Sunday, October 31, 2010

Yacht Delivery - Bringing Our New Boat Home!

Part two of the big boat delivery to C A N A D A :-)

 Day one on the water and we have left Mac Ray Harbor in Michigan and are on our way to Sarnia in Ontario. What was expected to be a five hour trip up the St. Clair River turned out to be an eight hour grand tour UP and then partially DOWN, back UP and then part way back DOWN and then finally all the way UP the river to our next port of call at Sarnia. More on that later in this post . . .

 Sunday morning, we cast off our lines (and left the crappy ones behind) from Mac Ray and were off on the first leg of the trip. After a slight delay and talk with (and a ticket from) the local constabulary, we stopped in for some cheap American gas before heading out onto Lake St. Clair. You will be happy to learn that the same gas we were paying $1.23 for at our home port was had for $0.89/litre Canadian with the exchange. As you can imagine, I squeezed as much into the tanks as they would hold!

A parting shot of Mac Ray as we are on our way across Lake St. Clair;
Mac Ray Harbor marina on Lake St. Clair, Michigan
Here's a video review of our excitement with the water cops;

The captain checking the gauges and chartplotter. If you notice the depth finder is showing only 10.4 feet of water below the keel. I was sure to plot a route before heading out onto the lake, as this was pretty much the deepest part of the lake and I wanted to follow the deepest part possible;

 A zoomed in shot looking south west. That is the Windsor/Detroit skyline off in the distance;

This big, permanent marker shows the outer edge of the shipping channel that cuts through Lake St.Clair. This channel has a minimum depth of 28' allowing safe passage for the great lakes ships that pass this way from Lake Huron to the north (via the St. Clair River) and onto (or from) the Detroit River and Lake Erie to the south.. This perspective is looking roughly south east;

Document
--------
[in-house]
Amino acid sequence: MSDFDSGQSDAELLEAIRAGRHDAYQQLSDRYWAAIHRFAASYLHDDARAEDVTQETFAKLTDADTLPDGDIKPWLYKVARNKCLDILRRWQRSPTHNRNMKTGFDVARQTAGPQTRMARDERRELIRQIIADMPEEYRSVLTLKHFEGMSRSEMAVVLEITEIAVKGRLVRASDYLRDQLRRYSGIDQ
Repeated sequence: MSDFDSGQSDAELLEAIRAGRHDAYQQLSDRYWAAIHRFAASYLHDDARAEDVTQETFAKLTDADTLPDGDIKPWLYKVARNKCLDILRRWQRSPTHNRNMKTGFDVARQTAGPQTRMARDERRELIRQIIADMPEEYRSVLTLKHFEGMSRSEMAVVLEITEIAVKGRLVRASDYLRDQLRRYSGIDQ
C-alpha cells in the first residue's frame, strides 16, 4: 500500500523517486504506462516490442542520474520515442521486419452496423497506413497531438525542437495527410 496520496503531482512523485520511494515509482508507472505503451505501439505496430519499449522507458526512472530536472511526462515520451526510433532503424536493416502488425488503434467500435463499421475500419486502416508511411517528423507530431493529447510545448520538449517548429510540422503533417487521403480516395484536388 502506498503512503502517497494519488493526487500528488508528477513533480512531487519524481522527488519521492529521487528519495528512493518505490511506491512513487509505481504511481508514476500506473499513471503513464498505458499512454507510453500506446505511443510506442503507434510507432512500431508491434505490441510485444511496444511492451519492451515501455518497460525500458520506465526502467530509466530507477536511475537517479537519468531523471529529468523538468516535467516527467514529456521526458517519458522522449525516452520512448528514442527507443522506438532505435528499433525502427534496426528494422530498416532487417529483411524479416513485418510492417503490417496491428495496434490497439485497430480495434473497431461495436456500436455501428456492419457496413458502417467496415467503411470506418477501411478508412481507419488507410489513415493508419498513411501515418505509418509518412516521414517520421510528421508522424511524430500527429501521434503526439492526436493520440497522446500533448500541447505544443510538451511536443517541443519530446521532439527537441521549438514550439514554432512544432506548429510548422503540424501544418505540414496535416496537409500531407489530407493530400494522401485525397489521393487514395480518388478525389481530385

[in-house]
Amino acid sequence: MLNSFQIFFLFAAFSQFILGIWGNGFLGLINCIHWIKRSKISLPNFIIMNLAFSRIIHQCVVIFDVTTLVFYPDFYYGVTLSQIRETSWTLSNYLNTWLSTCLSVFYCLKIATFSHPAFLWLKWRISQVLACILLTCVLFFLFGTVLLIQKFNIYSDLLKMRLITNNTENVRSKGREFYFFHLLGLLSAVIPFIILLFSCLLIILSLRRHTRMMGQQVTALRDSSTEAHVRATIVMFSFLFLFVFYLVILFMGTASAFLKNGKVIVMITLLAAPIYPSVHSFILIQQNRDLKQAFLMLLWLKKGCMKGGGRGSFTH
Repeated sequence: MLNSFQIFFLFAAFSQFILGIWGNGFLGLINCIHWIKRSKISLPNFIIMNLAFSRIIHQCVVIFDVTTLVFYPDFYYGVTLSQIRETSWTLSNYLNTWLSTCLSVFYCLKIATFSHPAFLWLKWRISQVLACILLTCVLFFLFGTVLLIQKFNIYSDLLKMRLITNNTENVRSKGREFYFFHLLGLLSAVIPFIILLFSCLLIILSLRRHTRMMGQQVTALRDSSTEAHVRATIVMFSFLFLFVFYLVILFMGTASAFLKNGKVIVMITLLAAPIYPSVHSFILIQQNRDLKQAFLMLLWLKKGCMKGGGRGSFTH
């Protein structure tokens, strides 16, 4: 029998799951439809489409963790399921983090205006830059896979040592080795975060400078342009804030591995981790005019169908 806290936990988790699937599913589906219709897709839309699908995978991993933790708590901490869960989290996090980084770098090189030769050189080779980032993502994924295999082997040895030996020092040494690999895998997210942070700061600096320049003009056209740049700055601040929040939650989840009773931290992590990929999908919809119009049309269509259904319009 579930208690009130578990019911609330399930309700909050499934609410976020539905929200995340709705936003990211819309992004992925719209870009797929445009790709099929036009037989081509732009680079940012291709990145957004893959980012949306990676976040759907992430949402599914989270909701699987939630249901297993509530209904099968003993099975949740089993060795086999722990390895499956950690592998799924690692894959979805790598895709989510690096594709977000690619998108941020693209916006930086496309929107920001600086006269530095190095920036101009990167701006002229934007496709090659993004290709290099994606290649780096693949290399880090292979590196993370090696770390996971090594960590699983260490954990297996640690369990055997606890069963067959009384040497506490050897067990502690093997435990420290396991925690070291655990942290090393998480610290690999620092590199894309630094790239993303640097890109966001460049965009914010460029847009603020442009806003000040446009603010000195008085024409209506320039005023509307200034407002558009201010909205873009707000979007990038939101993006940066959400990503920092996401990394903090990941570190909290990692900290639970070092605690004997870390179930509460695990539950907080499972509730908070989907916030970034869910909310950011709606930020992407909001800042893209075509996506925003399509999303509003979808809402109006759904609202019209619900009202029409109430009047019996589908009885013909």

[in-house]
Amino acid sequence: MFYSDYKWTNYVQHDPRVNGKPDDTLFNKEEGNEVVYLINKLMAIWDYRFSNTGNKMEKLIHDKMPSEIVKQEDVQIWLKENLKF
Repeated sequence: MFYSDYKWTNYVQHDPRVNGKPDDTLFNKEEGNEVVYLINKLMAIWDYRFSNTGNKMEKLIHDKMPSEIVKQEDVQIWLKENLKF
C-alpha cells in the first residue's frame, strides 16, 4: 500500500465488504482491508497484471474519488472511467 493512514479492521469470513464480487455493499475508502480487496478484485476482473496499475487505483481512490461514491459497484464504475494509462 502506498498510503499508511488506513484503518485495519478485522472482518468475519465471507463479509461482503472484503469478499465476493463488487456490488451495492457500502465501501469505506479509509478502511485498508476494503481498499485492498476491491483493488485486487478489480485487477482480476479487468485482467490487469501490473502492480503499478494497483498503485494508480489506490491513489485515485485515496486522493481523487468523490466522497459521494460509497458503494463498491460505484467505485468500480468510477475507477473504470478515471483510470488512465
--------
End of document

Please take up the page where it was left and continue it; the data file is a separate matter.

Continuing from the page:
Now safely in the channel, I swung the Big Boy hard to port and northbound towards the St. Clair River. Yes, many of these photos look very similar, but I just want to convey the beauty of the aquamarine blue waters. Anchor Girl & I both commented continuously on this part of the trip on how blue the water was!

Some video from this spot;


Coming onto the river proper, we spotted these boats along the sandy shoreline;

Closer up, we could see that most were actually beached on the sand bar;

Continuing along, we came upon a neat row of waterfront houses that looked like they had a southern inspiration;

These places looked like they would be at home in the Florida Keys - and gave an exotic feel to our trip!

This marker looked more like a miniature lighthouse;

More beautiful blue water. The sad part is that the beauty of the water masks all the pollution (heavy metals, etc.) that lie on the bottom from more than 100 years of industrial outflows from both sides of the border;

Boogaboo IV cruising on plane at only 13 MPH - and you can't beat that flybridge view!


When we first passed this large factory type building, I mistakenly surmised it was some sort of smelter, but it is actually a coal fired hydro electric power plant, owned by Detroit Edison;

Closer inspection revealed a large ship offloading coal. We would end up passing this vessel twice - and following it once. . . Stay tuned;

Just north of the electric power plant, we were stopped by this US Coast Guard vessel. No, I wasn't in trouble again with the water cops ;-) Apparently there was a race on the river with go-fast boats and they had part of it closed to traffic :-(
 So, we were informed that the race was supposed to end in about an hour from that point and our options while waiting were to drift, set an anchor or just drive around to pass the time. Considering the flow of the current, my unfamiliarity with the shore conditions (where we would have to anchor close to) and not really wanting to shut down the boat, I decided our best bet would be to simply turn around and head south for about a half hour cruise, then spin back northbound to return in an hour.
 The other option - or so the Coast Guard had in mind at this time - would be to follow a ship that might pass this way. The theory was that they would suspend the boat race to let the BIG boats pass and us little ones could merely follow through. Well, that was what we were told, anyway. . .